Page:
Simply translated – “paneer” is “cottage cheese” and “makhni” is “made of butter or buttery”. So it’s as sinful and delicious, as the name. Cottage cheese in rich tomato gravy, with indulgent amount of butter, traditionally.
By Anamika Arun
The beautiful garden of the resort was glistening with the golden lighting. The drinks were getting mixed flamboyantly, the pretty ladies were elegantly showing off their solitaires and the music was trying to find its audience. As the party was getting warmed up, the sublime quietness couldn’t be mistaken.
At that very precise moment, she entered. Dressed to kill, in that bold yet so sophisticated red dress. The white stilettos, added not just height, but lot of grace and poise to the demure beauty. Many pairs of eyes turned quickly to greet, while others preferred to show ignorance; while making a mental note to know her in person. She walked across the length of the room, in that confident gait, which only a self assured one can possess. She stopped, right in front of the hosts. Soon there were warm hugs, cheerful greetings and “that” laughter. The full throttled one. As if someone just popped open a bottle of champagne. The camaraderie attracted all the friendly souls. And soon the casual banter, the jokes broke the ice. Her charisma and warmth worked as the spark, that brightened the whole atmosphere.
The music became racier, the dance floor became busier and the chatter became louder. The party has just begin. Such was the power of that effervescent crowd pleaser!!
This dish has the same impact. Can brighten the simplest of the menu. Can intermingle with different varieties of dishes. Can cater to a wide variety of taste buds. Yet stand deliciously, on its own. Definitely a crowd pleaser.
Simply translated – “paneer” is “cottage cheese” and “makhni or makhani” is “made of butter or buttery”. So its as sinful, as the name. Cottage cheese in rich tomato gravy, with indulgent amount of butter, traditionally. Reduced here, to keep us all fitted in that gorgeous “little black dress” and “tuxedos”. Amen!
- 200 grams paneer (cottage cheese). See note*
- 3-4 large ripe tomatoes
- 1 tbsp cashews, soaked in little water
- 2-3 tbsp butter. See note*
- 1 tbsp ginger- garlic paste. See note*
- Some whole spices – 1 bay leaf, 2 cardamom, 2 cloves, ½” cinnamon
- ½ – 1 tsp red chilli powder
- 1 tsp coriander powder
- ¼ garam masala powder
- Pinch of sugar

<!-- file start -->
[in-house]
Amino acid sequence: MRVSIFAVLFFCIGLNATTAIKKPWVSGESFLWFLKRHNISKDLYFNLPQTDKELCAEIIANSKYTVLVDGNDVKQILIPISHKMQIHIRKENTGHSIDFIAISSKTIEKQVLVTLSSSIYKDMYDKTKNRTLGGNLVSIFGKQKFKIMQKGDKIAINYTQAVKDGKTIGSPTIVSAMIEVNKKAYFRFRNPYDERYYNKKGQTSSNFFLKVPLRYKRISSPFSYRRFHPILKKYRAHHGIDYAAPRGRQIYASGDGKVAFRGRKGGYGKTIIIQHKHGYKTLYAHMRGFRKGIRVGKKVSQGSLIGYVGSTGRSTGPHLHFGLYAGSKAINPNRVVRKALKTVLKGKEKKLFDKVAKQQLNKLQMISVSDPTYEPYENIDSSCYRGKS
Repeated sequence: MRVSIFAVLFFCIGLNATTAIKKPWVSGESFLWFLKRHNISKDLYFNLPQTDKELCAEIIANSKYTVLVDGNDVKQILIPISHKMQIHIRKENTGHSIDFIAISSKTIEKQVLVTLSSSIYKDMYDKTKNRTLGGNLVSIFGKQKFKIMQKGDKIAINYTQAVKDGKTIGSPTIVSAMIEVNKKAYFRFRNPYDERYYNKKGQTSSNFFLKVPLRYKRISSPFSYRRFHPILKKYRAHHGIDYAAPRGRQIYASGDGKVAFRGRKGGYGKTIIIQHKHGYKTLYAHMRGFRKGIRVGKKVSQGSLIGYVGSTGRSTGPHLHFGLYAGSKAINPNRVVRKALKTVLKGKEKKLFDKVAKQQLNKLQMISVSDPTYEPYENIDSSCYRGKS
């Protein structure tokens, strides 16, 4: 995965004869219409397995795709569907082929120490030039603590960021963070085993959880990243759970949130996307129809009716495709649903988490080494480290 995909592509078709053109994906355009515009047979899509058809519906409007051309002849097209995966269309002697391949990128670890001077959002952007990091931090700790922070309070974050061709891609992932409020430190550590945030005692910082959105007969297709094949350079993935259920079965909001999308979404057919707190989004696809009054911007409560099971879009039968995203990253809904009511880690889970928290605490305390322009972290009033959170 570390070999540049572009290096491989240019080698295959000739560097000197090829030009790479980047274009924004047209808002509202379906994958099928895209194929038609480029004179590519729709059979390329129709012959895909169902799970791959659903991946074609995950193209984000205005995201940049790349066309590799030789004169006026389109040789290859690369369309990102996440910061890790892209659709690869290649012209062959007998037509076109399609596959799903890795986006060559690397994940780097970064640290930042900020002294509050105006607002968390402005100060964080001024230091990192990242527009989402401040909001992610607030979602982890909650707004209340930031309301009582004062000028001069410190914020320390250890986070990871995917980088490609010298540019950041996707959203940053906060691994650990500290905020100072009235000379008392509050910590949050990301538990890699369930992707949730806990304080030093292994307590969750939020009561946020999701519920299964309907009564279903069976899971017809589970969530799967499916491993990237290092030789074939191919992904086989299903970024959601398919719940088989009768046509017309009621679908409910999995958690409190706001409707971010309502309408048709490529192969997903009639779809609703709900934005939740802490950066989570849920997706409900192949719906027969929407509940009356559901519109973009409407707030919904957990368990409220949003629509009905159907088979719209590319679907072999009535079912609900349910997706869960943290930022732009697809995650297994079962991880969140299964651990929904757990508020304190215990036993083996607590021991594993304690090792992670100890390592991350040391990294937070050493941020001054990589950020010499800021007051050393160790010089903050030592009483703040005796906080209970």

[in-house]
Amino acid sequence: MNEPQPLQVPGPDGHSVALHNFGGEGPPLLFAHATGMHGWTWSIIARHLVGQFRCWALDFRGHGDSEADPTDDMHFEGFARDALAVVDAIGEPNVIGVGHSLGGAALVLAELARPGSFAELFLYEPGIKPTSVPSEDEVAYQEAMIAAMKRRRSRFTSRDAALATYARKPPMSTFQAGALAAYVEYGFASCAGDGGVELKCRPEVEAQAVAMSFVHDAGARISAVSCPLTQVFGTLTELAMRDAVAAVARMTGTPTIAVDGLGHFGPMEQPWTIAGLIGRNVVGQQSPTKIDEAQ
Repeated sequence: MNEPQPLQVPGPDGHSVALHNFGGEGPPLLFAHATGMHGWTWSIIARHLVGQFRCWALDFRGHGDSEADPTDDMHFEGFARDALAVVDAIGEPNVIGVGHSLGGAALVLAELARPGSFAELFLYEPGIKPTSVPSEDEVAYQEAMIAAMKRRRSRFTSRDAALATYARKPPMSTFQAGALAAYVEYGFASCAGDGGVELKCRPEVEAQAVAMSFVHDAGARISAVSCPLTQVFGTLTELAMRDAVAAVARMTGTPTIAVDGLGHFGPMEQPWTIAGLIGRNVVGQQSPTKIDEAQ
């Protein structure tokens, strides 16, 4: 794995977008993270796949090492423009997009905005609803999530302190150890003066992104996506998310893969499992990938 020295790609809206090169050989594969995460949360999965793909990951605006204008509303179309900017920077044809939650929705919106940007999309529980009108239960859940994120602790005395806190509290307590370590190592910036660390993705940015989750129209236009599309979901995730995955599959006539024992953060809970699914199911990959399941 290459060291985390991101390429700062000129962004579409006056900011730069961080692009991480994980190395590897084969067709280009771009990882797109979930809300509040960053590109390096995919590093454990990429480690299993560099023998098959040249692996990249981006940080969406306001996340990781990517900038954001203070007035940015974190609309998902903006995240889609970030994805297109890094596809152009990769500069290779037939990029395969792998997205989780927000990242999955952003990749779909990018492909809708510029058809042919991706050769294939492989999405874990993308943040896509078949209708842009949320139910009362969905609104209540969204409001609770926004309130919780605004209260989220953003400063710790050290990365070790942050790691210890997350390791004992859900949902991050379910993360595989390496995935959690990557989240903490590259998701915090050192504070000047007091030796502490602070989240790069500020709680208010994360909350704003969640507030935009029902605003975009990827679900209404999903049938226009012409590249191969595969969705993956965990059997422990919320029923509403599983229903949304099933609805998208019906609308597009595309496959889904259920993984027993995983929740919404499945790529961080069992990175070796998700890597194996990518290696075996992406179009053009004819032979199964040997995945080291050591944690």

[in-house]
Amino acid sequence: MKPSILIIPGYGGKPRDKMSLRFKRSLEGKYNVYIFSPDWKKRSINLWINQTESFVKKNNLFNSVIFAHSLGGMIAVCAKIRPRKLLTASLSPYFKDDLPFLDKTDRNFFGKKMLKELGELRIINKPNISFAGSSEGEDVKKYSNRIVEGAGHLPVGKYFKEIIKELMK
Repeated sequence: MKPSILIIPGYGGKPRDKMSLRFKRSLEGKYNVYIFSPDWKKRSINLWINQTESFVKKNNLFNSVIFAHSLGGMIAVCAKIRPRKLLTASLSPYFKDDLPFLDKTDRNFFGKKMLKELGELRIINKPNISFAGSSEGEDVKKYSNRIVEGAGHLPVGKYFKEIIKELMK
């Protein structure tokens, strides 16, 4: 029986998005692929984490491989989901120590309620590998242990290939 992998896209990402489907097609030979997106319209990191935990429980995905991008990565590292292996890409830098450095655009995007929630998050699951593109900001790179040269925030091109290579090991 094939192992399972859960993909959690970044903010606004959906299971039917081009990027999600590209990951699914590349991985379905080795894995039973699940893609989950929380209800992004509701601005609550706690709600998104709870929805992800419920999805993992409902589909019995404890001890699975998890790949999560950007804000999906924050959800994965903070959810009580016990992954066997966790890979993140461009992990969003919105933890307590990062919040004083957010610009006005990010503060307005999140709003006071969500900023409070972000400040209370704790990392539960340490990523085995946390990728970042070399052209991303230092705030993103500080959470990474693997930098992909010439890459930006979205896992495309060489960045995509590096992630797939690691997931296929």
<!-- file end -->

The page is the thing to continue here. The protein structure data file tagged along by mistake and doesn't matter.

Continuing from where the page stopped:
- ½ tsp kasuri methi/dry fenugreek leaves, crushed
- ½ tbsp tomato paste
- salt & black pepper, as required
- 1 tbsp fresh cream
- Ginger, finely chopped or coriander, chopped
- Wash and chop tomatoes. Puree the tomatoes in a blender. Also grind cashews with very little water, to a smooth paste.
- If using frozen paneer, defrost and keep in warm water, till used. Even fresh paneer, should be kept in warm water, to soften it.
- Heat a wok. Add butter and as it melts, add the aromatic spices. Add the ginger-garlic paste and saute for a minute.
- Then add the tomato puree. Add salt, sugar, red chilly powder and coriander powder. Keep flame on medium heat, and let it cook well, till it thickens like a sauce. Stir in between
- After about 15 mins, add tomato paste. Stir. Then add about a cup of water
- Now add the cashew paste. Cook for another 2-3 mins. Add black pepper, garam masala and crushed kasturi methi. Check seasoning.
- When the desired consistency of gravy is achieved, remove paneer cubes from warm water, and add to gravy. Finish off a with a dollop of fresh cream
- Garnish with green chillies/ginger or chopped coriander leaves and serve warm, with Indian bread or rice.
Always keep paneer in warm water, to retain softness. I simply microwave frozen paneer cubes in water for 3-4 mins.
Kasturi methi imparts an earthy flavour to the dish and is highly recommended
You can remove the whole spices, before serving the dish
You can also use little milk to adjust consistency, if not using cream. But cream will make it real “restaurant style”
Some people like this gravy sweet, some mildly spicy. So adjust the spice level according to your taste. And usage of sugar to cut the tartness of tomatoes.
Anamika Arun is a country-hopping and passionate foodie. Her love for food has reached new levels by chronicling it in her cookery blog Taste Junction. Anamika's taste buds are primarily Indian, but she loves flirting with new cuisines and recipes from across the world.